14.It was contended that the suit property was valued at Kshs. 108,500,000/ which was more than the amount claimed to be owed to Standard Bank. There was no evidence that the entire purchase price was financed by the bank. Further, the purchase price was indicated as having paid to a related firm Cytonn Investment Three Partners LLP where the 2nd respondent was a partner.
15.The applicant’s submissions were dated 14/12/2021 whereas the 3rd respondent filed two submissions dated 22/11/2021 and 21/12/2021. This court has considered those submissions as well as the affidavits on record.
16.The issue for determination is whether the 3rd respondent has been properly enjoined in these proceedings and if so, whether the 1st and 2nd respondent’s corporate veil should be lifted and the 3rd respondent be held personally liable to pay the decretal sum herein.
17.Firstly, on joinder of the 3rd respondent, there was a preliminary objection that he was wrongly enjoined in these proceedings. That he had not participated in either the arbitral proceedings or the application for recognition of the award. The Court finds that to be the case. The inclusion of the 3rd respondent as a party was an anomaly. If the claimant intended to have him as a substantive party, it should have made a substantive application for that purpose.
18.In this regard, the inclusion of the name of the 3rd respondent as a party was a misnomer which however does not affect the claimant’s application. The prayers for his examination and consequently being held liable can be proceeded with without him being made a party. It is a normal cause in execution proceedings.
19.Accordingly, his name is struck out from the proceedings as a 3rd respondent but shall henceforth be known by his own name, Edwin Harold Dayna Dande.
20.Order 22 Rule 35 of the Civil Procedure Rules provides that: -
21.There are two things that emerge from the foregoing. One, the power of the Court to summon a person to attend and be examined as to whether any or what debts are owing to the judgment debtor, and two, whether the judgment debtor has any and what property or means of satisfying the decree. In this regard, as long as an applicant has shown that the person being summoned is in a position to provide information in the nature of discovery as aforesaid, the Court should summon the person to attend and be examined in relation to the purpose stated in the Rule.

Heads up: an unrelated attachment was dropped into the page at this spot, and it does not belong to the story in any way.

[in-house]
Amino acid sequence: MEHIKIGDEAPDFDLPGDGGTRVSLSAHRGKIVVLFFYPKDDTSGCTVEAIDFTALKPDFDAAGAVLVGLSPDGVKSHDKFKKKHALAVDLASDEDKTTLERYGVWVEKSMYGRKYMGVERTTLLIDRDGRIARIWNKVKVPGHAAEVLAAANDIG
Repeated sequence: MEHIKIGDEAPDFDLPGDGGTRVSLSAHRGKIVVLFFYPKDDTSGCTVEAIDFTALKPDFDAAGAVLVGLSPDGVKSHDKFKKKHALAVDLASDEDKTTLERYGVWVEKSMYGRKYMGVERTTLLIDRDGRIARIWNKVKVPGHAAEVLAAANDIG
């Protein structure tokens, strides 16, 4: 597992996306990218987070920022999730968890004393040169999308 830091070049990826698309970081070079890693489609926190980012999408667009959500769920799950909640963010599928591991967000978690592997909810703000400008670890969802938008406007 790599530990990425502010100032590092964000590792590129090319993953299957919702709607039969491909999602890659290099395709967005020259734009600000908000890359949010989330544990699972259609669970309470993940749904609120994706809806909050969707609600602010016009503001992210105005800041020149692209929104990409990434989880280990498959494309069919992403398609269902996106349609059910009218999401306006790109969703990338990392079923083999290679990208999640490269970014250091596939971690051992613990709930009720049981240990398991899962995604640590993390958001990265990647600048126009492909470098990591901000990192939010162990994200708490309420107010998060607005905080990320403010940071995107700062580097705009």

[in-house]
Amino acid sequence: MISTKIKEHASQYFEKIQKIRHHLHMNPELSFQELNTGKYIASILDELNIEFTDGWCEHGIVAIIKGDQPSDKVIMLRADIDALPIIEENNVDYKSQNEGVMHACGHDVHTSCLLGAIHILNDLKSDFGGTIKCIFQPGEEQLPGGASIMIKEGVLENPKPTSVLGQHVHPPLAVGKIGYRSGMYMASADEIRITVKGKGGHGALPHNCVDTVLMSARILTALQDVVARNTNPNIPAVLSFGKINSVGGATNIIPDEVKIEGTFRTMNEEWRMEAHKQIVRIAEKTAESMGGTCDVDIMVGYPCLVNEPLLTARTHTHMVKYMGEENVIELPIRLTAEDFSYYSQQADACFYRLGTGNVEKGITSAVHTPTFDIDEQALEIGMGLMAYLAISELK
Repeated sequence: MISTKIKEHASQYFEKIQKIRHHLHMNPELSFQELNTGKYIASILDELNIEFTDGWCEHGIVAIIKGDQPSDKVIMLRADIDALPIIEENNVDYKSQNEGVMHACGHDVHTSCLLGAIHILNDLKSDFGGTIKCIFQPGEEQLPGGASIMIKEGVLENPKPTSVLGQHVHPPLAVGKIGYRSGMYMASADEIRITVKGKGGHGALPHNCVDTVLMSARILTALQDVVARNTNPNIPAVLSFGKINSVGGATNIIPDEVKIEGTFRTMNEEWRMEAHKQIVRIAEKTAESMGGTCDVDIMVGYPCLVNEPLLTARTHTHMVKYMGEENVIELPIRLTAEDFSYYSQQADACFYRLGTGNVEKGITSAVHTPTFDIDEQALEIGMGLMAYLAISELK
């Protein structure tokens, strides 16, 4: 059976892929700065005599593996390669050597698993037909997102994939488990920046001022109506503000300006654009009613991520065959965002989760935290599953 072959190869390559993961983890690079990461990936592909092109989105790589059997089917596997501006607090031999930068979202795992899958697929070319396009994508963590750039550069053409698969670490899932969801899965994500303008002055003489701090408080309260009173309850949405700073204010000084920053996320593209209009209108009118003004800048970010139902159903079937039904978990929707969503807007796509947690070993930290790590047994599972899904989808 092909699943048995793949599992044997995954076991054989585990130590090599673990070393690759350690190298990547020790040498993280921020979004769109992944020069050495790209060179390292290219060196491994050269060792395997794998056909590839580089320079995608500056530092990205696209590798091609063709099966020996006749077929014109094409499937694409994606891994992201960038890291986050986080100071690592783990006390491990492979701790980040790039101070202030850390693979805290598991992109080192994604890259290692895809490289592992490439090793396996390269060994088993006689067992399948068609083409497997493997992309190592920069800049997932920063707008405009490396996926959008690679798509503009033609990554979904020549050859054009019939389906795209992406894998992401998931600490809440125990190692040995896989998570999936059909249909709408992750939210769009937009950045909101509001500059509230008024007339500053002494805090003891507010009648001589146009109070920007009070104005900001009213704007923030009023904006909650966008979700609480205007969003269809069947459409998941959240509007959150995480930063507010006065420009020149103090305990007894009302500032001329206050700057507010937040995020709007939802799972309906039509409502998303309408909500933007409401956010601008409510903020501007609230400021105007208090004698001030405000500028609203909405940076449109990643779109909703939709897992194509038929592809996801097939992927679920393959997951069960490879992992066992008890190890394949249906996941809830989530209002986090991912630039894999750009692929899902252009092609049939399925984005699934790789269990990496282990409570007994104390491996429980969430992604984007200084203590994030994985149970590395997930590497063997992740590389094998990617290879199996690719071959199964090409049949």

22.In the present case, it is not in dispute that there is an unsettled decree dated 20/09/2021 against the 1st and 2nd respondent. The claimant also established that Edwin Harold Dayna Dande is an official of the 2 corporate judgment debtors.
23.Firstly, despite orders being sought against him, Edwin Harold Dayna Dande did not file any affidavit in response. Secondly, despite admitting the existence of the debt, there was no attempt to explain the financial status of the 1st and 2nd respondent. It was not denied that Edwin Harold Dayna Dande was an official and partner of the respondents. That he had crucial information which would assist the Court in determining the financial position of the judgment debtors.
24.The basis of the summons under Order 22 Rule 35 of the Civil Procedure Rules is to enable the court establish the company’s true financial position and not to penalize any party. In this regard, the Court directs that summons be issued to Edwin Harold Dayan Dande to attend court to further assist the court in ascertaining the 1st and 2nd respondent liquidity.
25.As regards the issue of lifting the corporate veil in order to hold Edwin Harold Dayan Dande personally liable for the debt, this Court finds that this issue can only be determined after the examination of Edwin Harold Dayan Dande as regards the debt owed and the conduct of the affairs of the 1st and 2nd respondent.
26.As regards the prayer to set aside the prohibitory orders, there was a contention that the property was a security held by a Bank. That may be so but the owner did not disclose the amount for which it was given as security, the balance owing. This is important because, the claimant’s contention that the amount owed is a pittance compared to the value of the property, was neither rebutted nor challenged.
27.Further, since orders are being sought against Edwin Harold Dayan Dande on the manner in which he conducted the affairs of the judgment debtors (he is alleged to have a web of 42 companies through which the investment by the claimant went through), it is proper to preserve the suit property.
28.As such, the application by the claimant is partially successful. The Preliminary Objection dated 18/10/2021 is unmerited. The respondents’ application dated 18/10/2021 is also partially successful
29.In the end, the court makes the following orders: -a.Edwin Harold Dayan Dande is hereby summoned to appear in court to be examined to tender evidence on oath as to the Judgment Debtors means and assets for purpose of satisfying the decree in this suit.b.Prayer no. 3 of the Motion dated 6/10/2021 is granted.c.The claimant shall have the costs of the application.
It is so ordered.